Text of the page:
‘Large amounts of energy storage’ can balance the US grid year-round, NREL study finds

The synergies between daytime energy storage and solar photovoltaic are better than for wind power, although it will have an important role to play in integrating the two types of renewable energy, according to the study. Credit: Dennis Schroeder/NREL.

Energy storage will play an important role in US electric systems by 2050, providing the opportunity to replace fossil fuels with low-cost renewables and to balance supply and demand in multiple regions.

Energy storage’s ability to store overproduction from solar and wind power plants means it can contribute to the energy mix when it is most needed, according to a new report from the US National Renewable Energy Laboratory (NREL). need, even in the most conservative scenarios of variable renewables. deployment.

“Network Operational Impacts of Widespread Storage Deployment” is the sixth report produced in NREL’s Future of Storage study series, released earlier this month and freely available.

NREL researchers modeled a series of scenarios for possible deployment of energy storage through 2050, including a base case, low cost battery scenario, low cost solar PV, high cost of natural gas combined with low cost batteries and a zero carbon scenario.

Even in the base case, the amount of energy storage on the grid increases to 213 GW by 2050, compared to around 23 GW installed today – with almost all installations today pumped with hydropower. , despite the rapid rise of lithium-ion which is starting to represent significant numbers. In the low cost battery scenario this figure rises to 384 GW / 1,792 GWh and in the zero carbon scenario up to 932 GW / 6,097 GWh.

The multiple applications that energy storage can serve, from ancillary grid services to energy arbitrage and capacity services, all play their part, but as the grid evolves towards higher penetration of renewables, the value of energy and capacity arbitrage is really starting to show.

Energy storage as a peaking capacity asset – storing energy produced during times when renewables are cheap and plentiful, then returning it to the grid when demand is high – is a particularly valuable will be more and more.

It is also important to note that increased deployment of energy storage may lead to less frequent use of fossil fuel generators and that avoiding polluting thermal power plant start-ups may have beneficial effects on public health, in particular for people living near these plants. .

Modeling the use of energy storage at each hour of the day. Storage closely follows peak demand, including shifting as solar power becomes more or less available. Image: NREL Storage Futures Study.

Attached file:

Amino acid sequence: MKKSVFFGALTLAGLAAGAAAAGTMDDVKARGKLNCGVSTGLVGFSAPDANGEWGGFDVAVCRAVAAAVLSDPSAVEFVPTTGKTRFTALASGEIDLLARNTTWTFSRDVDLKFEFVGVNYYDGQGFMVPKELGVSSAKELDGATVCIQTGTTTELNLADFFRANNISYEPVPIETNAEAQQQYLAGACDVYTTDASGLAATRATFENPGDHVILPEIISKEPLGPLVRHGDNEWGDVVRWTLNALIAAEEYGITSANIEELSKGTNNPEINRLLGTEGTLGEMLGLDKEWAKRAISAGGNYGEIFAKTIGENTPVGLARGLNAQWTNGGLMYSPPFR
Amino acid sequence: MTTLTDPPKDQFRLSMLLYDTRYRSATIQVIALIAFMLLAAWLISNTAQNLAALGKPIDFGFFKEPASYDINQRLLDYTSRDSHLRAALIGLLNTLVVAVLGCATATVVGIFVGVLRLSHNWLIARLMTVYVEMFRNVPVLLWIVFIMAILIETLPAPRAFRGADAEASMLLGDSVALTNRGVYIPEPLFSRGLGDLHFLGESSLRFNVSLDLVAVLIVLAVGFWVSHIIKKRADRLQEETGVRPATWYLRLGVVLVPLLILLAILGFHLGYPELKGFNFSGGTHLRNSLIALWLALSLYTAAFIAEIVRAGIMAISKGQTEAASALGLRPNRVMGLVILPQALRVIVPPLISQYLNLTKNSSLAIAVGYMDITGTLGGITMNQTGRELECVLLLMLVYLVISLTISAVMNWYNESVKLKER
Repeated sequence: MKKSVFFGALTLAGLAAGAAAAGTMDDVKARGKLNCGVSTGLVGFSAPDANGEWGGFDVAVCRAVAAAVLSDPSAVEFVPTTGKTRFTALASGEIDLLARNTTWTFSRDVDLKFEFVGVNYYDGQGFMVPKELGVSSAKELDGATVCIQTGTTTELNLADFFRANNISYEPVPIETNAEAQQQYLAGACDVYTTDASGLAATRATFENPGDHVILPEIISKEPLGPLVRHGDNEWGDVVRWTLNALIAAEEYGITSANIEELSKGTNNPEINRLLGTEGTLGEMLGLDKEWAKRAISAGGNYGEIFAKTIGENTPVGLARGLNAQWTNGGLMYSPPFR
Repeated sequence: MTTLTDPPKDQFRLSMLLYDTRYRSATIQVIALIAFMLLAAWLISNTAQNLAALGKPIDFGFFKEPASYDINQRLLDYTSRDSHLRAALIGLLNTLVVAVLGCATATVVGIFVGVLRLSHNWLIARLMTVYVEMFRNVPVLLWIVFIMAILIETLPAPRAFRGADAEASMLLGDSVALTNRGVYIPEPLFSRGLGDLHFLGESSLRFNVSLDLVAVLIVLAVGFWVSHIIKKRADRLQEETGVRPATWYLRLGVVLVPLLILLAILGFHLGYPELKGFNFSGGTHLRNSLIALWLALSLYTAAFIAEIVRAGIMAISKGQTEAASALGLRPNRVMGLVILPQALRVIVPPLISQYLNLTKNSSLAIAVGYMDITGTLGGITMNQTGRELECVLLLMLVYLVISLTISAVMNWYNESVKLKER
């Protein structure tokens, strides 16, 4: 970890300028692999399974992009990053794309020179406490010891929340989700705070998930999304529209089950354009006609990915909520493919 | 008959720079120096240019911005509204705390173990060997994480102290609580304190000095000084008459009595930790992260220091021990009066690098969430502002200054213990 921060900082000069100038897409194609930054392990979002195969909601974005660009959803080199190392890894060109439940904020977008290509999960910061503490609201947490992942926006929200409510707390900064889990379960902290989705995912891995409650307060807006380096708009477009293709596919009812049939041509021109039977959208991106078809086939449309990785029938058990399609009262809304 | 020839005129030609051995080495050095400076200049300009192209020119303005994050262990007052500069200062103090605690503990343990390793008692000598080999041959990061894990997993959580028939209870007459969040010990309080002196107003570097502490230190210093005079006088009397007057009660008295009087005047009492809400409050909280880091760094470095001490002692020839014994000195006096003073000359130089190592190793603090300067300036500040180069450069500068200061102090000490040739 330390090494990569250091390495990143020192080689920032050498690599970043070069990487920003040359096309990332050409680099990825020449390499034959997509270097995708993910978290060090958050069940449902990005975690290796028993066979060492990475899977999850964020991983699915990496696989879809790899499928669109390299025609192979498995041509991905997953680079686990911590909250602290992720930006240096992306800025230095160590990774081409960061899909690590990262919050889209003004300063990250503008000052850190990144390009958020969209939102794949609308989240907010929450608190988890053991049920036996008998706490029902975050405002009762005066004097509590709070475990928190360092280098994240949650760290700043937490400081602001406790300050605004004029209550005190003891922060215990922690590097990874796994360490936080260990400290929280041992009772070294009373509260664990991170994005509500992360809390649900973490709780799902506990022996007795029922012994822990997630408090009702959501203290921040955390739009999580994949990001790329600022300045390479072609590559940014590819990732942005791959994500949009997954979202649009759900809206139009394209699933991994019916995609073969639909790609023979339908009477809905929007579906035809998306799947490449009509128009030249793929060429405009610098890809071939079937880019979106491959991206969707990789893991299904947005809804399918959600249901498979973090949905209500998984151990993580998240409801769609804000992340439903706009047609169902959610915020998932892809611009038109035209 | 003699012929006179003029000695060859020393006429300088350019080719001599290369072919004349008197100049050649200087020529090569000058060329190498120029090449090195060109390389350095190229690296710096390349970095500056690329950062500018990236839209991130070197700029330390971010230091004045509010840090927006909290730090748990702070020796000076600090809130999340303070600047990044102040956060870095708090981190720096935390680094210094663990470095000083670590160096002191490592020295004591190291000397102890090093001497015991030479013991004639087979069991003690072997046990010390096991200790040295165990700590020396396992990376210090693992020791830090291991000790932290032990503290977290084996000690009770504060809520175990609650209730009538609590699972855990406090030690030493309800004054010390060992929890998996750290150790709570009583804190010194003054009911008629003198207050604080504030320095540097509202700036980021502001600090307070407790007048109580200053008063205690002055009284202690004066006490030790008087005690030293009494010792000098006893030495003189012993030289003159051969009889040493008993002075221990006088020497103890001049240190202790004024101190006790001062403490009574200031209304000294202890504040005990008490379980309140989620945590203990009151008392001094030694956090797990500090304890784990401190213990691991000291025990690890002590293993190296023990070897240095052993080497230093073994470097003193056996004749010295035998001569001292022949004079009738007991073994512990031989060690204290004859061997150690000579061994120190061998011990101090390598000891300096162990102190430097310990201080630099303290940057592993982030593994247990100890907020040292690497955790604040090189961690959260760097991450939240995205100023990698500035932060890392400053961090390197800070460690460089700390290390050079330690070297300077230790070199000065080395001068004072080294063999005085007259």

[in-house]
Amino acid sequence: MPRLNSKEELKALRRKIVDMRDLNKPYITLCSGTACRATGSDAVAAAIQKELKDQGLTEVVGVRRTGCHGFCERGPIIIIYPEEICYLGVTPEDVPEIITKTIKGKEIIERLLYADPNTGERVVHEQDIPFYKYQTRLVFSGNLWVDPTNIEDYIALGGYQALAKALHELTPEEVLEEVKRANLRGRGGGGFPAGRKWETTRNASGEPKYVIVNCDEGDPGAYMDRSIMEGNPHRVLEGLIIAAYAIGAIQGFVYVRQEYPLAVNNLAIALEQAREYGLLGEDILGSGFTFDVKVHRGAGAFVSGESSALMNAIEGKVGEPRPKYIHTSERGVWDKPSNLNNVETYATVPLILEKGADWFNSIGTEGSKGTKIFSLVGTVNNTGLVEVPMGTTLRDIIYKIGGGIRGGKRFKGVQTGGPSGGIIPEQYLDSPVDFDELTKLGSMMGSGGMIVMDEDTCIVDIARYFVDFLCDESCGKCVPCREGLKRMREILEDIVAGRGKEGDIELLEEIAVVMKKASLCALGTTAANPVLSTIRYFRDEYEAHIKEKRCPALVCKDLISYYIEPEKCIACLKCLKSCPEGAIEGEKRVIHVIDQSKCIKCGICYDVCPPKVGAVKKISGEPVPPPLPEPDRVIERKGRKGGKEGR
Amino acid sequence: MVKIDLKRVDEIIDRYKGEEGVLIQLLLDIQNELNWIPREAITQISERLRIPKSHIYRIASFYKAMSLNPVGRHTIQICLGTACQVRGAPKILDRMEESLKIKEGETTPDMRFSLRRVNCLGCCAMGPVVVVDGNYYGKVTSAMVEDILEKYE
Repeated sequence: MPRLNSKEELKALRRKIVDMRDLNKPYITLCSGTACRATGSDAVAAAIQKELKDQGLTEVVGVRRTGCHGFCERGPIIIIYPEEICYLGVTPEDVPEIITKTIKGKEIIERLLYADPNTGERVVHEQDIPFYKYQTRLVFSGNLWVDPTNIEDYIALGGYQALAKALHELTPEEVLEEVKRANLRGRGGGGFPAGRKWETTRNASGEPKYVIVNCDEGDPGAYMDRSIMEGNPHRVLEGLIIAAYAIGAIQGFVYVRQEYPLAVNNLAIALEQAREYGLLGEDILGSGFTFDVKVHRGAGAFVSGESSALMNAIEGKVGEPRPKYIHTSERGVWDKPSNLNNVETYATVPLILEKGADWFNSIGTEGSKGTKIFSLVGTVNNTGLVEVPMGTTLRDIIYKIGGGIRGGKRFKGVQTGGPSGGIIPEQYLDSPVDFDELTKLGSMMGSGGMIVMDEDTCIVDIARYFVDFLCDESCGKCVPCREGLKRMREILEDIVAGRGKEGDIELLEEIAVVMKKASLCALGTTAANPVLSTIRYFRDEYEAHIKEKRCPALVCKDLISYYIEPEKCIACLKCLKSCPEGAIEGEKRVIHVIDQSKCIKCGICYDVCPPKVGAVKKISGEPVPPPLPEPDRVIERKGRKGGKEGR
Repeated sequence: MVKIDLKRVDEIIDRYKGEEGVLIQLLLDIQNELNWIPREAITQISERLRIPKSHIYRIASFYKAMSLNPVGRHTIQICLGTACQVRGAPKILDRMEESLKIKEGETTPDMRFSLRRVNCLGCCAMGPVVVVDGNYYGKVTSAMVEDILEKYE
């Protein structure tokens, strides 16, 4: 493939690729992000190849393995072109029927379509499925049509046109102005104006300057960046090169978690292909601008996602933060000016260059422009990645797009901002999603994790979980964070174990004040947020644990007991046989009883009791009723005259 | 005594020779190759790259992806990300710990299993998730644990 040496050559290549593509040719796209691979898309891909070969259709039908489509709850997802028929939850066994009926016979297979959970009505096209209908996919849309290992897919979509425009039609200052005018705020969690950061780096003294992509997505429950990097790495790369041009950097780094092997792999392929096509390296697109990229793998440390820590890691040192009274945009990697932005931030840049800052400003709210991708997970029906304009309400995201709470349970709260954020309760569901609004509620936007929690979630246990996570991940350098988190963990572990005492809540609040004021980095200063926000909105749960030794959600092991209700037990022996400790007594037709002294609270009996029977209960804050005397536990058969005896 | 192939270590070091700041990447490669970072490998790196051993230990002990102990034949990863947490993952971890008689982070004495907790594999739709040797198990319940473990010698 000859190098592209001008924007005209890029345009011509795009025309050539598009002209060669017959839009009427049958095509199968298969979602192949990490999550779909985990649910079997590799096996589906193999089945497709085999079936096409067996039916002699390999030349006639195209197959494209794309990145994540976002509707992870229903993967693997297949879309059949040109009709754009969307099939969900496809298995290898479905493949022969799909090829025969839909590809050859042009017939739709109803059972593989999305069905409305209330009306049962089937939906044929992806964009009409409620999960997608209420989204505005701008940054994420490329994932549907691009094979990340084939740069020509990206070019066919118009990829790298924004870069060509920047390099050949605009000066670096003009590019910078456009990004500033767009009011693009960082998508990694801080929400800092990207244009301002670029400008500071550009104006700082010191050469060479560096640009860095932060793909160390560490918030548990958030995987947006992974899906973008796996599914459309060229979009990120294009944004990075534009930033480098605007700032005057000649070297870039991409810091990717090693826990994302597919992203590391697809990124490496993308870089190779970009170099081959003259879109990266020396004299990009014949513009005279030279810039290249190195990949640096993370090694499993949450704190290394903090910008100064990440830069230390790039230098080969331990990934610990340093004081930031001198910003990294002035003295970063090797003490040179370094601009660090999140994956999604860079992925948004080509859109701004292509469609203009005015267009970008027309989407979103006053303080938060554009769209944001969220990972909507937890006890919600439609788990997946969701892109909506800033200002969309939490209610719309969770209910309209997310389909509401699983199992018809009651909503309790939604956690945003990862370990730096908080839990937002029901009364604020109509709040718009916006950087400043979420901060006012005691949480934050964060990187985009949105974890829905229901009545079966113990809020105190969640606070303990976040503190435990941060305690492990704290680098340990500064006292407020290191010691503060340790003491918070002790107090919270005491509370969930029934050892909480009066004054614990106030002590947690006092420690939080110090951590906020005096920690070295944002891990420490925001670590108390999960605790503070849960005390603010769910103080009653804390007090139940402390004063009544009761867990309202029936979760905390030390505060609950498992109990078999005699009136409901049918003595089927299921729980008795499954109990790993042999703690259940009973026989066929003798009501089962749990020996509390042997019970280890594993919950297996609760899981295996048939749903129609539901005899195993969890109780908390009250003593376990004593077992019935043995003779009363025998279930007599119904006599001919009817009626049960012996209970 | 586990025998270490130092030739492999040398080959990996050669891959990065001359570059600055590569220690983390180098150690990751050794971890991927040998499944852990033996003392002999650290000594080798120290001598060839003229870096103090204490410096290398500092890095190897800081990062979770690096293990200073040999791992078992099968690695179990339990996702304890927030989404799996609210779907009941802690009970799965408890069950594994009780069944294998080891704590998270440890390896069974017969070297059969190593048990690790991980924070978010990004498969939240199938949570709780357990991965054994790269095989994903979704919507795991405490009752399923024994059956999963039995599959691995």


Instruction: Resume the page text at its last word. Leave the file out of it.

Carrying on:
In fact, energy storage can increase the efficiency of almost any power generation asset: increase the use of solar and wind power plants that produce energy at low marginal cost and have the opposite effect on heat generators.

Synergies with PV are more consistent than for wind, the NREL researchers found, due to solar’s more predictable daily generation profile. Wind can generate more or less energy than needed for longer periods of time, making it more difficult to integrate.

NREL experts admitted that modeling the power system and factoring in higher storage and deployment of renewables is a complex undertaking, as is balancing the grid using these resources, but that it is completely doable.

“We again find that the potential future power system with large amounts of energy storage could successfully balance the load 24/7. High energy storage units operate more efficiently by storing otherwise unused renewable energy to displace expensive generation from other sources,” said study lead researcher Jennie Jorgenson.

The study focused on the deployment of daytime or daily storage with durations up to 12 hours, although the NREL team said there could be benefits from digging deeper into the role of storage further. long duration. He also noted that the relationship between storage and transport infrastructure is complex and merits further investigation.

The primary need for energy storage, as a peak capacity asset, will be constant throughout the year, but it will be most valuable for about 10 hours of each year when the grid experiences its peaks in demand. the highest. As fossil fuel-fired peak generation retires, this value increases.

NREL’s methodology for the report included using the lab’s flagship energy sector capacity planning model, called Regional Energy Deployment System (ReEDS), and combining it with simulation and PLEXOS energy market forecast.

ReEDS is publicly available to help the modeling and analysis community.

NREL’s Jennie Jorgenson said the “key role of energy storage technology during peak demand when the power system needs energy and capacity the most ‘remains consistent’ across all scenarios and years until now. in 2050”.

The full “Network Operational Impacts of Widespread Storage Deployment” report is available here on the NREL website.


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